»We were able to show that it decreases alpha while it increases beta. That was the goal we were looking for,« he adds.
In theory, the team could have tried to swap out the HBB gene for a functional version, but targeting one of the HBA genes makes more sense for a variety of reasons, Dever explains. Chief among them is the fact that β-thalassemia is a complex disease caused by various mutations, some patients may still have residual, endogenous β-globin production, and it would be counterproductive to knock that out.
Thompson says that β-thalassemia could be considered a manageable chronic disease thanks to improvements in both blood-iron level monitoring techniques and the overall safety of the blood supply. But a curative approach through gene therapy, she suggests, would revolutionize the field — and could be ready in the next few years.
Turning gene-swapping into a cure
The big question, of course, is whether the corrective effects in individual cells and mouse models translate into curative effects for human patients.
»Creating these humanized models in the mouse setting eventually runs up against the realities that there are distinct differences [between mice and people]. At some point, the issue becomes being able to take this proof of concept that's been done so elegantly in these various mouse models and establish that something similar can be achieved when in human cells. And then the next question in the thalassemia patient is 'Can you do this at scale?' Can you do these corrections, avoiding increases in indels, and get them to a level where they're making sufficient haemoglobin in a human to perhaps render them transfusion independent?« says Thompson.
There's reason to suspect it might work — at least more reason to think so than for the other gene therapy approaches that have been floated for β-thalassemia — but it's far too soon to tell.
That's because replacing HBA1 with HBB, using the α-globin promoter to produce β-globin, while leaving HBA2 alone so it can continue to produce α-globin, theoretically stands to rebalance globin levels in a way that other approaches don't. Scientists previously suggested using CRISPR Cas9 to reawaken the fetal precursor to β-globin to make up for low haemoglobin levels. But with both HBA1 and HBA2 in full swing, there could still be dangerous levels of unpaired α-globin that the fetal globin approach couldn't account for.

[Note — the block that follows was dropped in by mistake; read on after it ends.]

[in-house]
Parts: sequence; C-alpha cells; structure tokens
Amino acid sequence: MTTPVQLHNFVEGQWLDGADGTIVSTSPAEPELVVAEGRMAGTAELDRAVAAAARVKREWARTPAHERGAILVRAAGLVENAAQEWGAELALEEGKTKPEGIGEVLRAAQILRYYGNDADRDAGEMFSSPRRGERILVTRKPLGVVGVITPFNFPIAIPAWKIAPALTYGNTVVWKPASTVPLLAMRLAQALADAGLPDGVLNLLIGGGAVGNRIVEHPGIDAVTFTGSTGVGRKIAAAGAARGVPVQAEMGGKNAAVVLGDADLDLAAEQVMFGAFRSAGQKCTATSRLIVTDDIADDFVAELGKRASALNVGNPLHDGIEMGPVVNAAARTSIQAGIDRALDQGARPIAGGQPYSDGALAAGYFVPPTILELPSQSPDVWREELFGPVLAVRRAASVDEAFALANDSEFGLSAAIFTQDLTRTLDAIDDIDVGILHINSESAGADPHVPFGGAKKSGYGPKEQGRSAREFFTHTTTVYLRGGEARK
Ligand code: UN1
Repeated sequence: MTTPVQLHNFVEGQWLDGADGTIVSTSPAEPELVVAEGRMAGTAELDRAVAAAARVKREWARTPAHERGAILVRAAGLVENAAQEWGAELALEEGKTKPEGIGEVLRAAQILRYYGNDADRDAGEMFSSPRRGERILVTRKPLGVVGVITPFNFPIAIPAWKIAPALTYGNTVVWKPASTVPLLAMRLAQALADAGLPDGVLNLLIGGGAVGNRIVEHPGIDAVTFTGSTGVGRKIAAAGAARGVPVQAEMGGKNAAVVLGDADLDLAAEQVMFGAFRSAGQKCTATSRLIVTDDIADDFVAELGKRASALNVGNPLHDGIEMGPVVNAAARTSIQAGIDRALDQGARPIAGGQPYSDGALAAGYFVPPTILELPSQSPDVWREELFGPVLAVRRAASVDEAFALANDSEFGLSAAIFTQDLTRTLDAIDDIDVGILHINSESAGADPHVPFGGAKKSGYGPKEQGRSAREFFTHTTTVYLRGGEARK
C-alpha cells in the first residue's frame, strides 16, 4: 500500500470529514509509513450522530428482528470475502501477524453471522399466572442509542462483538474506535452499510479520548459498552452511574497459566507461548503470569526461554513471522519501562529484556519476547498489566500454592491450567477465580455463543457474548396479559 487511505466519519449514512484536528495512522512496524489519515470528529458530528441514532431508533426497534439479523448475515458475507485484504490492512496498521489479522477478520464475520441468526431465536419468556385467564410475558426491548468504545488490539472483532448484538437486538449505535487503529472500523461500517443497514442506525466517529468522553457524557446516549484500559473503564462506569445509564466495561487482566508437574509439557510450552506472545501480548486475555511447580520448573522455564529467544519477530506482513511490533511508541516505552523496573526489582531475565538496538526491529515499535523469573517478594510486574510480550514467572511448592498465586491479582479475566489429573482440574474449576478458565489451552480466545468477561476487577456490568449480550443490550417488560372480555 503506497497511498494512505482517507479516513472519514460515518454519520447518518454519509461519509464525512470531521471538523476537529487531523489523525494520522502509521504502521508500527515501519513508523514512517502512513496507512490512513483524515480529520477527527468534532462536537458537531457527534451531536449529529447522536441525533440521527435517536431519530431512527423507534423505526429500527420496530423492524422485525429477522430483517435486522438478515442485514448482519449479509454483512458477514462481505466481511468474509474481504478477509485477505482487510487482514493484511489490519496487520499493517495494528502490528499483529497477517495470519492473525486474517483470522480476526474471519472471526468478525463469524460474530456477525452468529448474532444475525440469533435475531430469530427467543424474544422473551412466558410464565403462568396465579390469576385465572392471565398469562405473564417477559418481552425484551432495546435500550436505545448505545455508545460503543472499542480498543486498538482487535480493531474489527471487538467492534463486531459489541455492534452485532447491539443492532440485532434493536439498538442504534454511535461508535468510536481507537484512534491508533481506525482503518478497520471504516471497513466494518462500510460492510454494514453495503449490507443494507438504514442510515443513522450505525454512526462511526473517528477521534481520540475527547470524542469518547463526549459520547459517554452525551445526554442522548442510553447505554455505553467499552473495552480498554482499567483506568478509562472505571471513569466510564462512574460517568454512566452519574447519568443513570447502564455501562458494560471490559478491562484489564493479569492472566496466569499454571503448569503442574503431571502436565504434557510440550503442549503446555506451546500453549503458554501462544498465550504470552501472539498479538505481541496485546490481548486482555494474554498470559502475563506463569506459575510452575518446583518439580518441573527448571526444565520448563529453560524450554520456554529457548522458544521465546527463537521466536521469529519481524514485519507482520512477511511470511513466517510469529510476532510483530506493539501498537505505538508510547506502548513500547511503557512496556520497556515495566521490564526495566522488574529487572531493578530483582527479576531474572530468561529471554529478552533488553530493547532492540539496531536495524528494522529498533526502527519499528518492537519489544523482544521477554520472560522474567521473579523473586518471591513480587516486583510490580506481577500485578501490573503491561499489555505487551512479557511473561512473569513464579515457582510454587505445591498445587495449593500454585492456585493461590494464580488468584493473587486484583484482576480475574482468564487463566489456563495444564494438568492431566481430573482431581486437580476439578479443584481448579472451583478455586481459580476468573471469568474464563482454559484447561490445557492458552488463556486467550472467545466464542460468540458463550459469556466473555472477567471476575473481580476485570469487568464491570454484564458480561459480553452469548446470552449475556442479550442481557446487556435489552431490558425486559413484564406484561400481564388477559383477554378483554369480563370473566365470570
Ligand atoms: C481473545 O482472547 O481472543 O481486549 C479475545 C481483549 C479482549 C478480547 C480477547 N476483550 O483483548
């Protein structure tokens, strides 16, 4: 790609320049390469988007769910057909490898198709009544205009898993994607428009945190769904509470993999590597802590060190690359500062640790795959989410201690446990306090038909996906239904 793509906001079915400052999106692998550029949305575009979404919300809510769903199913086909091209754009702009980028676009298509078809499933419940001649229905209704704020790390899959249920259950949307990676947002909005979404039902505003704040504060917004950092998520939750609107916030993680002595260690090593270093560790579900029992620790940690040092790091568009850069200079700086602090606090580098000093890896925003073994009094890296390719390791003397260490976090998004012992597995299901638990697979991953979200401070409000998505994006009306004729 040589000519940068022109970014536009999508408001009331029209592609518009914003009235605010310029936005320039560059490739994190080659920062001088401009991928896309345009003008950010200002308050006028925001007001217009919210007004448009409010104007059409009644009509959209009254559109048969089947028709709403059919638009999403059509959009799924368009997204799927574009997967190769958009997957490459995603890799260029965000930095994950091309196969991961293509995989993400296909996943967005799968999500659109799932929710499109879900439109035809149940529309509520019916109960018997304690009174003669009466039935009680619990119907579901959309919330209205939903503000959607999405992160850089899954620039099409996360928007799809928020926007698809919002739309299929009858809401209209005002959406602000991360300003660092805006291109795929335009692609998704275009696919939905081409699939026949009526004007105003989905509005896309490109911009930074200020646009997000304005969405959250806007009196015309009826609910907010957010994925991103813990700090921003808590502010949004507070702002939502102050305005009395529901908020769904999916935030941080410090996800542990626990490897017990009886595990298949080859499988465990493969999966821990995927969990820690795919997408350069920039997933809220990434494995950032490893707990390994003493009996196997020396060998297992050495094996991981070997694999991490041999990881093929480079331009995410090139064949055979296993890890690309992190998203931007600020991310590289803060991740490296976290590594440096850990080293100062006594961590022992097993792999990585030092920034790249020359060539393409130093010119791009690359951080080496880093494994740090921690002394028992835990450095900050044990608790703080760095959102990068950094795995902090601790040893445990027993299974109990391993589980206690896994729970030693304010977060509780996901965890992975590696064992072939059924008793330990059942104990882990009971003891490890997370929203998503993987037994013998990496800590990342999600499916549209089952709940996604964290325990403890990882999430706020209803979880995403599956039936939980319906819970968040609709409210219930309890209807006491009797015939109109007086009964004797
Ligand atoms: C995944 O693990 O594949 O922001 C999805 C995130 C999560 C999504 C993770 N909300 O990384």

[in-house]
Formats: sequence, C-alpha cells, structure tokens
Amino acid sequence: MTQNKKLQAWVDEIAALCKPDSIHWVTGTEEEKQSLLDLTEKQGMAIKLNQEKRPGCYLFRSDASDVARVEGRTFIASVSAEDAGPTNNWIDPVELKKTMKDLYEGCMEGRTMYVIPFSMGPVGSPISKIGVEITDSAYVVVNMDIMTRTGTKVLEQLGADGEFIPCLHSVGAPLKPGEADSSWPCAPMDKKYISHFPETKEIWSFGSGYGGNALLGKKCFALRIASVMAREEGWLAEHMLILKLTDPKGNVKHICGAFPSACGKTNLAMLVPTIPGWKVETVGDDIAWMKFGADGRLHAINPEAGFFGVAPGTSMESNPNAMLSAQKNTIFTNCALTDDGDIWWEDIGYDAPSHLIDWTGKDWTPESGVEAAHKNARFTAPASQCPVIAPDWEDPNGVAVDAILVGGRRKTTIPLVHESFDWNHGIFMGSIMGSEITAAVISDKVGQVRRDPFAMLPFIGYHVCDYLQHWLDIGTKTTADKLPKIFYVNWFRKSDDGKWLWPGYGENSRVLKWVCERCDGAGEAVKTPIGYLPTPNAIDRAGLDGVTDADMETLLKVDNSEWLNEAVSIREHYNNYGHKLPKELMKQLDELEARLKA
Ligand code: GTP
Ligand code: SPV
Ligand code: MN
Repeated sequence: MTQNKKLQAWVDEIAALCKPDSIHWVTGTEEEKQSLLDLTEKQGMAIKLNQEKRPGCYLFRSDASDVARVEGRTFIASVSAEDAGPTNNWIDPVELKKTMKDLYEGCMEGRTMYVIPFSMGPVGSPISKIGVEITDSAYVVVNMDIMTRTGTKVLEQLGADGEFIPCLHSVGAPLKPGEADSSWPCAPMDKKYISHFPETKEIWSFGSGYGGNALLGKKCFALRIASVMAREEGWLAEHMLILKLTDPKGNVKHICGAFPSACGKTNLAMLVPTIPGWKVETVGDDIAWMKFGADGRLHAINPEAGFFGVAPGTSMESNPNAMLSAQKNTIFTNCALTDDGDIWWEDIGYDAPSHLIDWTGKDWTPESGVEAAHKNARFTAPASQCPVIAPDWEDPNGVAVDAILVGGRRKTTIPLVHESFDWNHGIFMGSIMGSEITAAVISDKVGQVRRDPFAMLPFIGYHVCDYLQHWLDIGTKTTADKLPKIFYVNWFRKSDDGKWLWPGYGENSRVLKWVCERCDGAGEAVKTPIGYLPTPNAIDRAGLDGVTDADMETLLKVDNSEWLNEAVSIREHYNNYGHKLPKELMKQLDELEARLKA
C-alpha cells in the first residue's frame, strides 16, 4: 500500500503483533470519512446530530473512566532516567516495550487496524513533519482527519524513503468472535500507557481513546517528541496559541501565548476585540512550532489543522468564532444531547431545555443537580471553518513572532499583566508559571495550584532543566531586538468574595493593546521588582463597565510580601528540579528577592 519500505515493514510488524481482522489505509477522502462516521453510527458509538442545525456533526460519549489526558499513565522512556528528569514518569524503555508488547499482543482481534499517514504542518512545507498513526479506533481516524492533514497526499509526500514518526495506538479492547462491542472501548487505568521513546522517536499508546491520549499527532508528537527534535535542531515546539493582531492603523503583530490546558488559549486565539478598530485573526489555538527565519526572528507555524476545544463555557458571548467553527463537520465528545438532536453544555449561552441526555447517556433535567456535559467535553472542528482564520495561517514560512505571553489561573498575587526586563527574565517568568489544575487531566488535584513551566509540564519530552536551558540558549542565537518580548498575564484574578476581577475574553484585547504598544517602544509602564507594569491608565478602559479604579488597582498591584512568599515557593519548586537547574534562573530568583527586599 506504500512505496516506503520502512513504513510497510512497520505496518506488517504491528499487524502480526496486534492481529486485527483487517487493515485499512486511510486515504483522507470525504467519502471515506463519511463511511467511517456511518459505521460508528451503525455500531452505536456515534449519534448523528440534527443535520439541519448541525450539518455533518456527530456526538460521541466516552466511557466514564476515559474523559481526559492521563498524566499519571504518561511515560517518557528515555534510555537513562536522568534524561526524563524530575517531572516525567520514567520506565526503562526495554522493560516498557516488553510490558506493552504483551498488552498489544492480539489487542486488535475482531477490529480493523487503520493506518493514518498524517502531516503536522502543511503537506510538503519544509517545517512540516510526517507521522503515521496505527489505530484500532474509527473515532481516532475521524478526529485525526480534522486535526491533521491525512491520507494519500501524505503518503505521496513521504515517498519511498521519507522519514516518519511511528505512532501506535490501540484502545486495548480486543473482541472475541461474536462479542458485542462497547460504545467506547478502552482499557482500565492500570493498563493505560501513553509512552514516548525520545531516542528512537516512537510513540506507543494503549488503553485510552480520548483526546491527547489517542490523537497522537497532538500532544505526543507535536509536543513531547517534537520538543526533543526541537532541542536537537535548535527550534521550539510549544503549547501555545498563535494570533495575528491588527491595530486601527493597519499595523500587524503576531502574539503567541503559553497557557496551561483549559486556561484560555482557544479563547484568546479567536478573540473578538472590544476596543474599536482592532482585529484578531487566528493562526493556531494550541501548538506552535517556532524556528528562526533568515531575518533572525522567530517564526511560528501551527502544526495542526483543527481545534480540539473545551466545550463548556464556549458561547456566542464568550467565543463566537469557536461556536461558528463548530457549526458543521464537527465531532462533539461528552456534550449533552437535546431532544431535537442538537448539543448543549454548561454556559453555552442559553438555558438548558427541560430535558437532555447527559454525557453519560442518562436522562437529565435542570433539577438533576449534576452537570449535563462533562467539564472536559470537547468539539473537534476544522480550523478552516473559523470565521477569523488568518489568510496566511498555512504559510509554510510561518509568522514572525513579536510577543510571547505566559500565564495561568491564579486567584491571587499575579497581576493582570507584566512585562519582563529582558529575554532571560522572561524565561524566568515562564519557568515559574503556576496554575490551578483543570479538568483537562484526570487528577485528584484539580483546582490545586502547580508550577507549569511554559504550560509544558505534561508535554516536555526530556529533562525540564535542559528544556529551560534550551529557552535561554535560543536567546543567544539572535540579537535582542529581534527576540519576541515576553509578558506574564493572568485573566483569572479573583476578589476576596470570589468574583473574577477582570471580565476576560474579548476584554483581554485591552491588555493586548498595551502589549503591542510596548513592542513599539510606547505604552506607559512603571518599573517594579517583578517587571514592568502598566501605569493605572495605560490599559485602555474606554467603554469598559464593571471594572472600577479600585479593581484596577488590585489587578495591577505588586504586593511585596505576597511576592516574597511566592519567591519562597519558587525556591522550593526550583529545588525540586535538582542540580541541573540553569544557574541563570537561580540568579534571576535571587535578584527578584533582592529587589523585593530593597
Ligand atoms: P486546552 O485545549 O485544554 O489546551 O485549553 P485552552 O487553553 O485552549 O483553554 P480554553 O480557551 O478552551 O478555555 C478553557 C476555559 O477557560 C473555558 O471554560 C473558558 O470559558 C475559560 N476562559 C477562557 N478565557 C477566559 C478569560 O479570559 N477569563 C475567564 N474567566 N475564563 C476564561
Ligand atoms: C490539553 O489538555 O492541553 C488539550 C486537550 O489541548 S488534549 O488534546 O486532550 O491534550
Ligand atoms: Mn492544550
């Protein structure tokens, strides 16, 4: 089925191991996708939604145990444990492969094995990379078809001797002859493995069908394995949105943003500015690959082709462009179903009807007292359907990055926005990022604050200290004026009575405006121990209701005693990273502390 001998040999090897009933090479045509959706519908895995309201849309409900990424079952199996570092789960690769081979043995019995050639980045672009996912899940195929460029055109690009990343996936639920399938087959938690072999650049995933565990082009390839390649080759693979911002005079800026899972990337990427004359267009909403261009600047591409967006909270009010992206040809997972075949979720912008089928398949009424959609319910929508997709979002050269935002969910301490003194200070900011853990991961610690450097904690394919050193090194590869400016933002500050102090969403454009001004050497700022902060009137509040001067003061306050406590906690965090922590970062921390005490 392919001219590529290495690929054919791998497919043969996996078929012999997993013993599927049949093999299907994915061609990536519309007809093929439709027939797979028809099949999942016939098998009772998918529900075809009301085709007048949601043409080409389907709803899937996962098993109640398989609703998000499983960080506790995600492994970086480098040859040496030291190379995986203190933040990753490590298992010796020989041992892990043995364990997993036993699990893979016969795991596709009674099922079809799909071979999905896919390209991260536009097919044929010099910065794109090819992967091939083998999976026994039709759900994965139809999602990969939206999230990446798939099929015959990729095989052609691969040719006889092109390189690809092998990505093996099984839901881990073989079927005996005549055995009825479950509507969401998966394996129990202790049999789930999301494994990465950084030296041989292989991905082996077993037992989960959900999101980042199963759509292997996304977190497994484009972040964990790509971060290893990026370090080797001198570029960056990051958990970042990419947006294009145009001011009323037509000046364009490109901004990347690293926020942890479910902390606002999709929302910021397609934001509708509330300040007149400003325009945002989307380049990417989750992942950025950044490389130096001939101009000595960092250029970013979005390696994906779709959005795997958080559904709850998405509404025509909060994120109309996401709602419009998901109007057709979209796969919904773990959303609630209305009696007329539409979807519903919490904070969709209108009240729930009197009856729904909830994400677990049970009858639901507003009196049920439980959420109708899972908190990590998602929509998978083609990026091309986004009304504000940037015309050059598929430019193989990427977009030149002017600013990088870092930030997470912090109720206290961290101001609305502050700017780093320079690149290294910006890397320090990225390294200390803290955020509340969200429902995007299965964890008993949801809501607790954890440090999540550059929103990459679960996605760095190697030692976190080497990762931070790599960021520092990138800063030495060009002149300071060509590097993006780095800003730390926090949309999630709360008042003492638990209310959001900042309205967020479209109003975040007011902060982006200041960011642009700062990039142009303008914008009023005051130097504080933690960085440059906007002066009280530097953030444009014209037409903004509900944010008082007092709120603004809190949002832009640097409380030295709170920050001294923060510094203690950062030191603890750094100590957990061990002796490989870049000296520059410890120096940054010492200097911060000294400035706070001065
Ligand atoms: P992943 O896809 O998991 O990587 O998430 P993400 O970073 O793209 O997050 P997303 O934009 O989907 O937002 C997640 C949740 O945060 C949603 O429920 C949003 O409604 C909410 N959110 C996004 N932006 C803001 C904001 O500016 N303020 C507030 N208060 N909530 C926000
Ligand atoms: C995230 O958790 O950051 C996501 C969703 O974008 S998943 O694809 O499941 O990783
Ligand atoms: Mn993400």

This is the same decision that Graphite Bio made when developing a possible treatment for Sickle Cell Disease. In both cases, Porteus and his team decided to address the mutation directly rather than rely on upregulated fetal globin to make up the difference. Dever says that the team at Graphite Bio hasn't yet decided whether they want to pursue the β-thalassemia gene therapyfurther. But if they do, the ability to replace an entire gene in a clinical setting would represent a potential paradigm shift in how blood disorders are treated.
“this would be a remarkable advancement for a curative approach in thalassemia”Alexis Thompson
»I think that to be able to put together a series of experiments that are as elegant as the ones that they’ve laid out, with the results that they have, is extremely impressive and very encouraging. That is different than saying that we're ready to do this in a person. But if this were effective, this would be a remarkable advancement for a curative approach in thalassemia,« says Thompson.
Opens the door to replacing large DNA segments
Even if the gene therapy doesn't pan out in a clinical setting, this paper stands to be incredibly impactful for the gene-editing field. It presents a rare instance where the methodology might end up being just as important for researchers as the outcome is for doctors.
The unprecedented success at swapping out an entire gene — a new concept that the Graphite Bio team is calling Total Gene Replacement — is such an ambitious endeavour that Dever says he wasn't even sure it would work.